End of temporary funding of palivizumab for preventing RSV

Update Medicines

Funded to help during the COVID-19 pandemic response

Palivizumab has been funded for the last two seasons from funding made available as part of the response to COVID-19 and its impacts. Pharmac used the ring-fenced COVID-19 treatment budget to pay for palivizumab, which was separate from the Combined Pharmaceutical Budget (CPB).

Palivizumab is a monthly injection that helps protect people from RSV, respiratory syncytial virus, during RSV season. Babies with respiratory illnesses and those born prematurely are most at risk from RSV.

The health system saw an unusual increase in the number of RSV cases during 2021. Our clinical advisors told us it would be important to fund palivizumab for the 2022 and 2023 RSV seasons, while there was still uncertainty about how the COVID-19 pandemic would affect the health system. Both COVID-19 and RSV disproportionately affect Māori and Pacific peoples. We wanted to use levers like this to protect those most at risk during the pandemic.

Funding palivizumab during 2022 and 2023 appears to have helped reduce hospitalisations from RSV during this time.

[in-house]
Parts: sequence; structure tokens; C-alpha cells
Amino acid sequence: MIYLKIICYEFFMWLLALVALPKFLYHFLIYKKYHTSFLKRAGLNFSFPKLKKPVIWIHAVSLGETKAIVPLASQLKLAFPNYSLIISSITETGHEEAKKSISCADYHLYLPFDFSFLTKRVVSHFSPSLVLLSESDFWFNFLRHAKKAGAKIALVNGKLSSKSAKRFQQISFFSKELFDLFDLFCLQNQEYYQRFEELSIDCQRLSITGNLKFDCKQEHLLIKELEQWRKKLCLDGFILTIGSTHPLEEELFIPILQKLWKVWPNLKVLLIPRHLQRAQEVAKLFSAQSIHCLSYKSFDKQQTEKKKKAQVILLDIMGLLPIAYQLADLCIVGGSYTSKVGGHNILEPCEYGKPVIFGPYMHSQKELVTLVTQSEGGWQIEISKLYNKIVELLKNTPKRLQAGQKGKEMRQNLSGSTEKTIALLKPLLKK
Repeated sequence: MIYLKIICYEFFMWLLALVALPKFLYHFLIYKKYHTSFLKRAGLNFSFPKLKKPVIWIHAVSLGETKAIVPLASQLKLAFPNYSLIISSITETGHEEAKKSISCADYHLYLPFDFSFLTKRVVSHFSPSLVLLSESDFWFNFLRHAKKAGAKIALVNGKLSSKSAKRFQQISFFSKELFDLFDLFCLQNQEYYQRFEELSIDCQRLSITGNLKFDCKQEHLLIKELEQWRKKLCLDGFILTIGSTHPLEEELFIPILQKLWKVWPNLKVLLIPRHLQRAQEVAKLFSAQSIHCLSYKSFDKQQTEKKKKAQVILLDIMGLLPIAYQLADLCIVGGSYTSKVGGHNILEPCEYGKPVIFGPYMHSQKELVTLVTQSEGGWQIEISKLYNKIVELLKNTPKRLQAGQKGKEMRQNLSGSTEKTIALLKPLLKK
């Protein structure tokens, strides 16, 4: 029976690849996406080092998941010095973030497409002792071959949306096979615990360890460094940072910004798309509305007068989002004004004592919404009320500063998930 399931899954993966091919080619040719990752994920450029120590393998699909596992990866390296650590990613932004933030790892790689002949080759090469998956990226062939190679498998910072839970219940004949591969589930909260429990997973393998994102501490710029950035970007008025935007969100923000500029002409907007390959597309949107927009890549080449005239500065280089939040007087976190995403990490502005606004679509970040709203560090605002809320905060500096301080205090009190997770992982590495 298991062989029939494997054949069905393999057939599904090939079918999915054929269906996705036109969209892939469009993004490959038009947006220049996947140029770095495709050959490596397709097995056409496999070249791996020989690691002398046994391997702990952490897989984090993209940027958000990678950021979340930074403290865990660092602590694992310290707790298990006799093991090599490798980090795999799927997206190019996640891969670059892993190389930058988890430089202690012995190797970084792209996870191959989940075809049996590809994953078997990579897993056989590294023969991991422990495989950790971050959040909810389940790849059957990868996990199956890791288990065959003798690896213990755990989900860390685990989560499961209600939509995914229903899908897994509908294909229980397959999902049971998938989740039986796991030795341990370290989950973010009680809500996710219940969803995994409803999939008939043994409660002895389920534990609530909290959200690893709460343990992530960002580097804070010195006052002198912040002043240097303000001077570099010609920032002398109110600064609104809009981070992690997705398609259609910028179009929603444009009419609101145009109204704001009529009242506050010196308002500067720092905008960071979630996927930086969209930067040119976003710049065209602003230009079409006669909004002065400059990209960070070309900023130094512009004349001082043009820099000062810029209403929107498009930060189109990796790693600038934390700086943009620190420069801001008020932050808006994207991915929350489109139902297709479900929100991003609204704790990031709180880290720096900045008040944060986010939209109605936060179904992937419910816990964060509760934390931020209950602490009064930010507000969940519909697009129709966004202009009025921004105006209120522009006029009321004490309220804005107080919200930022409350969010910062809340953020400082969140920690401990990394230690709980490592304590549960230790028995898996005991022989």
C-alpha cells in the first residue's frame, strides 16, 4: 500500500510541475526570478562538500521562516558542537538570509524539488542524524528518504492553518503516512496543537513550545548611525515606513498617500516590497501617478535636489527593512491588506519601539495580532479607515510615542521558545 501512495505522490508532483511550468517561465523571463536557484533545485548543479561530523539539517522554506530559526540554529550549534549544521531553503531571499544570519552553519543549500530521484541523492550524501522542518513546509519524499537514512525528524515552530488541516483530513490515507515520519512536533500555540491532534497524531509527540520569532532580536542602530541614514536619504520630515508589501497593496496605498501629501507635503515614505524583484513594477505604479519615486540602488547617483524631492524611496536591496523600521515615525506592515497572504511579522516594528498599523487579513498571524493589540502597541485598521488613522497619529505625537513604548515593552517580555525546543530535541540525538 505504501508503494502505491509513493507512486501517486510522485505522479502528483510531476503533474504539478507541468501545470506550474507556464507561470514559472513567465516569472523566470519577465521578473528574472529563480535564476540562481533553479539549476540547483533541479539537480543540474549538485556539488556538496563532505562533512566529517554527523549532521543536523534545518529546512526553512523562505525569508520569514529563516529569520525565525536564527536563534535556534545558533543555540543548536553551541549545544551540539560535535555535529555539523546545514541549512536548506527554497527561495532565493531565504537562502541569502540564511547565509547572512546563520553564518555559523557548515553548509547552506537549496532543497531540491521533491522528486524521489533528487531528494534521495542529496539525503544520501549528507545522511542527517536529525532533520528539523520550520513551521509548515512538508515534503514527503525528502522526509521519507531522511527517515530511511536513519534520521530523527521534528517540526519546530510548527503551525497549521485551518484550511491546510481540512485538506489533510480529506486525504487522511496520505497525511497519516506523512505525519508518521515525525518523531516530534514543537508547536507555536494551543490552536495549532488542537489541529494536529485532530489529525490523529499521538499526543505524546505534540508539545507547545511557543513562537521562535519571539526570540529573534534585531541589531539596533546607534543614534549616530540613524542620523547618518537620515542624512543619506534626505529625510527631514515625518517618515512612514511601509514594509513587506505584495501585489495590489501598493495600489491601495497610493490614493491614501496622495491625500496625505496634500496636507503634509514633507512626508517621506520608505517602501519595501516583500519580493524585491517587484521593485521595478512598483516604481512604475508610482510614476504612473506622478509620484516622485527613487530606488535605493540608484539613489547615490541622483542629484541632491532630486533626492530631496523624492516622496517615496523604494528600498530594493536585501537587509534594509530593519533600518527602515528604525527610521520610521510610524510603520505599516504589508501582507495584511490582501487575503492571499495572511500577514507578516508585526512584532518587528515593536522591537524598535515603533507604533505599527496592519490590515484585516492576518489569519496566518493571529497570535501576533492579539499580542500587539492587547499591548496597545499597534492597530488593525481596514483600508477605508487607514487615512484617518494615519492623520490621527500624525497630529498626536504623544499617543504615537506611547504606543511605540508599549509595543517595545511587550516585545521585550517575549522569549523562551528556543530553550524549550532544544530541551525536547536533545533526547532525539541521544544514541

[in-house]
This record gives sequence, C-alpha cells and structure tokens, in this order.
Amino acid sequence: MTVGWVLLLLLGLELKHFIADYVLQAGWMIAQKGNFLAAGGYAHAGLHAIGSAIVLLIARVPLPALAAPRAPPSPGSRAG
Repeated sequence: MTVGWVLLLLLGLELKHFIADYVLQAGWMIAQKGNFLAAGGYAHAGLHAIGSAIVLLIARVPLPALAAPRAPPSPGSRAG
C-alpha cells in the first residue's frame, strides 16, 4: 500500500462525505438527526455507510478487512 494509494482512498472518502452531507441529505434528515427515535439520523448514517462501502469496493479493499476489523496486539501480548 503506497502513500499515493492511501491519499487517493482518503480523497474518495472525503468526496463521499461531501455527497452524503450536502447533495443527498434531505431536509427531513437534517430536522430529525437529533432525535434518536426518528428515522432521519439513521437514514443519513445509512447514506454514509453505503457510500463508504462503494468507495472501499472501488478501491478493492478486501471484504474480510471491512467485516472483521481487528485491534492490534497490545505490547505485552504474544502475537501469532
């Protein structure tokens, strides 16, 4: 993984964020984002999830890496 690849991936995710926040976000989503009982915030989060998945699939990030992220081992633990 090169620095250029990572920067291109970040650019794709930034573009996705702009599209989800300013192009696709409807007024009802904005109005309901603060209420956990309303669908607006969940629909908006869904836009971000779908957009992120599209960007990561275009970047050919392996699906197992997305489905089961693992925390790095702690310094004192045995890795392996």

Palivizumab compared

The separate funding for the COVID-19 response has ended. Pharmac has now re-evaluated palivizumab to see how its health benefit to New Zealand compares to all the other treatments we would like to fund from the CPB.

We acknowledge that palivizumab reduces hospitalisation rates for at-risk babies. Our clinical advisors have recommended it be funded with a high priority. However, there's limited evidence that it reduces the number of deaths from RSV. 

Palivizumab is ranked on our Options for Investment (OFI) list, along with the other products and treatments that we would like to fund if there was available budget. Due to our current budgetary constraints, we are not able to fund palivizumab for the upcoming RSV season.